Dec. 6, 2010
BOSTON — A new wave of poor young minorities in Boston are ill-prepared for the future job market — and that could lead to a large labor pool of unemployed youth.
That's according to a new study, "The State of Black Boston," by Tufts University professor James Jennings, who analyzed data from the 2006-2008 census to get a picture of current social and economic conditions within Boston’s black communities.
According to the report, poor minority youth face daunting educational and socioeconomic disadvantages. The study found that blacks 25 and older are more than twice as likely as whites to not have a high-school diploma. Even minorities with a college education were found to have a comparative disadvantage.
Jeremy Irving of Mattapan says he's living it. He has a degree in computer programming, but for the past eight months he’s been looking for any job that pays.
"Within the eight months I’ve applied for more than 200 jobs and I haven’t received a call. And I applied at Home Depot. Actually I applied for five jobs within Home Depot," Iriving said.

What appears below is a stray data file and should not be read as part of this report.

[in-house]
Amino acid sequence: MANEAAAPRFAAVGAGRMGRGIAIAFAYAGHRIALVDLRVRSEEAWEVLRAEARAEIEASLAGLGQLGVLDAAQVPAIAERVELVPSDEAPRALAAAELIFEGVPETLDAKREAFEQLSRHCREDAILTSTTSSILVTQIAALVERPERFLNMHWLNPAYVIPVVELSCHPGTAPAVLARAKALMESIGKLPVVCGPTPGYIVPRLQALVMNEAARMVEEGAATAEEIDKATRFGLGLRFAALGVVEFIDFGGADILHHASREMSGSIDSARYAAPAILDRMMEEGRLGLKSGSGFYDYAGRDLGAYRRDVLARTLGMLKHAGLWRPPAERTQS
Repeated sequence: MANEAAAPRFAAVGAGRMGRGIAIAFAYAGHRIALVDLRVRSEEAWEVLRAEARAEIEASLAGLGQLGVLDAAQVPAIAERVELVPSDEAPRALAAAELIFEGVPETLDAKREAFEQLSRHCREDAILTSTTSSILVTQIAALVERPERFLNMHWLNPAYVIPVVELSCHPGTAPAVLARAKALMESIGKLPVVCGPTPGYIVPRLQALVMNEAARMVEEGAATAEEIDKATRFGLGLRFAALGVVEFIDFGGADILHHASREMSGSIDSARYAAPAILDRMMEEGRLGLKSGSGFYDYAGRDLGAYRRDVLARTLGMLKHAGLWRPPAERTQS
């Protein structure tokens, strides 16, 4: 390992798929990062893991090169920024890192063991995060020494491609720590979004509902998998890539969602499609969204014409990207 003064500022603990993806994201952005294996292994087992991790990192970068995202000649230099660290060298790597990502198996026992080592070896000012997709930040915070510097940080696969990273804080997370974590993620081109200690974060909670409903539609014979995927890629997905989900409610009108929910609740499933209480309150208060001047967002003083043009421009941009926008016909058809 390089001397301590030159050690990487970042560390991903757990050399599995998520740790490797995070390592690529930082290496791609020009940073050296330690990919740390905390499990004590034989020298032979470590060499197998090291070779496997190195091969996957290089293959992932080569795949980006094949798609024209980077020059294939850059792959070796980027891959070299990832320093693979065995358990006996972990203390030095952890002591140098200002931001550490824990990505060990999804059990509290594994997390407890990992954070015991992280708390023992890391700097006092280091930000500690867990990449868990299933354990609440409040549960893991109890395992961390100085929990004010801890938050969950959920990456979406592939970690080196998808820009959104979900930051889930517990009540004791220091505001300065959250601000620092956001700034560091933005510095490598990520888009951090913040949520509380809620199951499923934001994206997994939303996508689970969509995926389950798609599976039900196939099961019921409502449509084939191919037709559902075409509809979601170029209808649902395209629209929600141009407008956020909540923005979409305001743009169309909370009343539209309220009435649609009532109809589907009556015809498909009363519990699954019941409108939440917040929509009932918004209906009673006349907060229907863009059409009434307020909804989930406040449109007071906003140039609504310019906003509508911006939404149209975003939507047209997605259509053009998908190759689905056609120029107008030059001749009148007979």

For minority youth without a degree, the prospects are even tougher. About a third of all blacks and Latinos in Boston are 17 or under, compared to about 13 percent of whites are in that age group. According to the report, very few poor minorities will go on to college, leading not only to a large pool of unemployed, but also underemployed, and in many cases, unemployable adults.
The Urban League and the NAACP —which commissioned the study—are calling community wide meetings this week to discuss its conclusions.
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